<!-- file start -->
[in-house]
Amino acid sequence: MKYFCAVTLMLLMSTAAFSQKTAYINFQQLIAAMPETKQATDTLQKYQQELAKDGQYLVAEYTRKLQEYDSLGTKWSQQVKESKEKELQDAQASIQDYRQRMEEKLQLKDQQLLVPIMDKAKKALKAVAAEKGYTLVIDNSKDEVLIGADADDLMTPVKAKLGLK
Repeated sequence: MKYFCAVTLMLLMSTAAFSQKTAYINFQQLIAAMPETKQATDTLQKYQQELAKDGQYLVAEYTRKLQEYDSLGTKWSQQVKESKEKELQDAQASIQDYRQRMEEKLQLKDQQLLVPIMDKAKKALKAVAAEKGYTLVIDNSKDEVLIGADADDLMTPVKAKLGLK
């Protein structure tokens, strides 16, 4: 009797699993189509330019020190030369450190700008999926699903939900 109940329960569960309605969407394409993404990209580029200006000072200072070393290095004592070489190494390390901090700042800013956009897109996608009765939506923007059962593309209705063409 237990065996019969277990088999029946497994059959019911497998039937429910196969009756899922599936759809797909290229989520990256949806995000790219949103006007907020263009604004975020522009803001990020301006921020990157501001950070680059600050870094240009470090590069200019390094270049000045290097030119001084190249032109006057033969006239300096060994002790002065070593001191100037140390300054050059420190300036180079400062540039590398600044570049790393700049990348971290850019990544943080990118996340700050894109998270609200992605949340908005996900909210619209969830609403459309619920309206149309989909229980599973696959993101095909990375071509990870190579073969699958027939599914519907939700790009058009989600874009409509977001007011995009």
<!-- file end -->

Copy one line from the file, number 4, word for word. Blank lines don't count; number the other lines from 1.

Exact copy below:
């Protein structure tokens, strides 16, 4: 009797699993189509330019020190030369450190700008999926699903939900 109940329960569960309605969407394409993404990209580029200006000072200072070393290095004592070489190494390390901090700042800013956009897109996608009765939506923007059962593309209705063409 237990065996019969277990088999029946497994059959019911497998039937429910196969009756899922599936759809797909290229989520990256949806995000790219949103006007907020263009604004975020522009803001990020301006921020990157501001950070680059600050870094240009470090590069200019390094270049000045290097030119001084190249032109006057033969006239300096060994002790002065070593001191100037140390300054050059420190300036180079400062540039590398600044570049790393700049990348971290850019990544943080990118996340700050894109998270609200992605949340908005996900909210619209969830609403459309619920309206149309989909229980599973696959993101095909990375071509990870190579073969699958027939599914519907939700790009058009989600874009409509977001007011995009």